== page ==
Three days of Soviet army exercise ended in the Baltic state of Lithuania on Thursday (26 July).
GV Line of tanks
GV PAN flight of low-flying helicopters
SV AND CUS foreign observers watching manoeuvres (three shots)
GV Observers watching jets fly past (2 shots)
GV Supply parachute landing on ground
GV Troops gathering supply drop under cover of gunsmoke
GV Troops advancing on heavily defended house. Soldier disarms defenders in mock hand to hand combat
GV Tanks and troops emerging from smoke to advance on 'target'
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Background: Three days of Soviet army exercise ended in the Baltic state of Lithuania on Thursday (26 July). Observers from western countries were among those invited to attend by the Soviet authorities.
SYNOPSIS: The exercises were codenamed 'Neman' after the Lithuanian river which flows into the Baltic one thousand kilometres (six hundred miles) west of Moscow. Helicopters have an increasingly important role to play in modern warfare both as a back-up to infantry and as a low-level strike force.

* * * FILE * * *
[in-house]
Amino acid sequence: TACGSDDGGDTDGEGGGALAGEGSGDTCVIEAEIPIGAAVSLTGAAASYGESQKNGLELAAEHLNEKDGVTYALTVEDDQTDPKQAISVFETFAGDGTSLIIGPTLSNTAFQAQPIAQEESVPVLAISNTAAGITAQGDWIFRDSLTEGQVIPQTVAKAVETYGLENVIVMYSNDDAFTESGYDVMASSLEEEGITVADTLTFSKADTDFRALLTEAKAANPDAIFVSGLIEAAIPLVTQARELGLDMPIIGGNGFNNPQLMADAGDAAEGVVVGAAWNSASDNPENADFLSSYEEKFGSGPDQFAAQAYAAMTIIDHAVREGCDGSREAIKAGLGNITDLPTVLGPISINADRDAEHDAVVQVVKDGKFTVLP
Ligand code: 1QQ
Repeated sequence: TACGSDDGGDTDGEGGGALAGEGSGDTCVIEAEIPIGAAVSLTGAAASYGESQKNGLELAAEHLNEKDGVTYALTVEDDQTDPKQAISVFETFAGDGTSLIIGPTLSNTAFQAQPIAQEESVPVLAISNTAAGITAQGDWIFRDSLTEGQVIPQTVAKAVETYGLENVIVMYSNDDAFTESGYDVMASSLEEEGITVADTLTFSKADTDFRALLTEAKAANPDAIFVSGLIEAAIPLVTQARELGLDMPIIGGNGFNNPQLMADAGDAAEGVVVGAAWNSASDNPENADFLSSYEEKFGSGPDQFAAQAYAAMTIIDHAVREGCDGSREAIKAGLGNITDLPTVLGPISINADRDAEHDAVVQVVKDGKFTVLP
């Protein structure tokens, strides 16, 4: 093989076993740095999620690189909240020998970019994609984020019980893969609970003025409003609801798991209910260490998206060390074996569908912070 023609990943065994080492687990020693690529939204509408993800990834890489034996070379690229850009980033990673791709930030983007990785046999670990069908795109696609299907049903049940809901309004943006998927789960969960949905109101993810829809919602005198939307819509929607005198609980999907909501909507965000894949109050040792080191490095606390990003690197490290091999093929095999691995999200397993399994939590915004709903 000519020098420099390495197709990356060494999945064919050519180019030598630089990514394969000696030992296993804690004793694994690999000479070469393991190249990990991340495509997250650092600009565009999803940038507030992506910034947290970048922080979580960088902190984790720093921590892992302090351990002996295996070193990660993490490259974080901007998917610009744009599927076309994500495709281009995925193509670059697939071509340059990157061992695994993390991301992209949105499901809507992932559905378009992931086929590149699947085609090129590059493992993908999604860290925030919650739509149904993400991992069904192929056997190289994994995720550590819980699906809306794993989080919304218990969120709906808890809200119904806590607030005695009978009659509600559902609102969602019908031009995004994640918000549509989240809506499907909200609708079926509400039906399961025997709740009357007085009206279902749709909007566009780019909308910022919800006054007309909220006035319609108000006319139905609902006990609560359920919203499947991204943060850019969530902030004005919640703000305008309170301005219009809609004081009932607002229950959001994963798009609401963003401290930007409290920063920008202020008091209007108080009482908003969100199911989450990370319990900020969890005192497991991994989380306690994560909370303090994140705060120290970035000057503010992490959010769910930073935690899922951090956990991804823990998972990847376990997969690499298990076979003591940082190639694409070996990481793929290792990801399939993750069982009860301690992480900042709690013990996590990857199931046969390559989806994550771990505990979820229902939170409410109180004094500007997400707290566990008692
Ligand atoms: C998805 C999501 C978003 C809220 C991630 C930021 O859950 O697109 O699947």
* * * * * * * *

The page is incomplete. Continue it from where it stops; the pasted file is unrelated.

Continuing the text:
In line with the Helsinki agreement the Soviet Union invited military observers from twelve western countries including members of the North Atlantic Treaty organisation (NATO). The United States declined to send an observer on the grounds that it does not recognise Soviet rule in the Baltic state.
Twenty-five thousand troops with air support took part in the exercises. The pattern of the manoeuvres was for half of the forces to drop men and supplies in the battle zone and then launch an attack on heavily defended positions. Small arms fire and blank shells gave the troops much needed cover as the 'attacking force' formed up for its push on the enemy positions.
The exercises also gave Soviet troops the chance to display their expertise in unarmed combat.
The exercises come at a time when American President Jimmy Carter is struggling to gain Senate approval for the new SALT II treaty. Many senators have expressed concern about what they call the continuing Soviet military build-up, but Soviet Foreign Minister Andrei Gromyko has said renegotiation of the treaty is out of the question.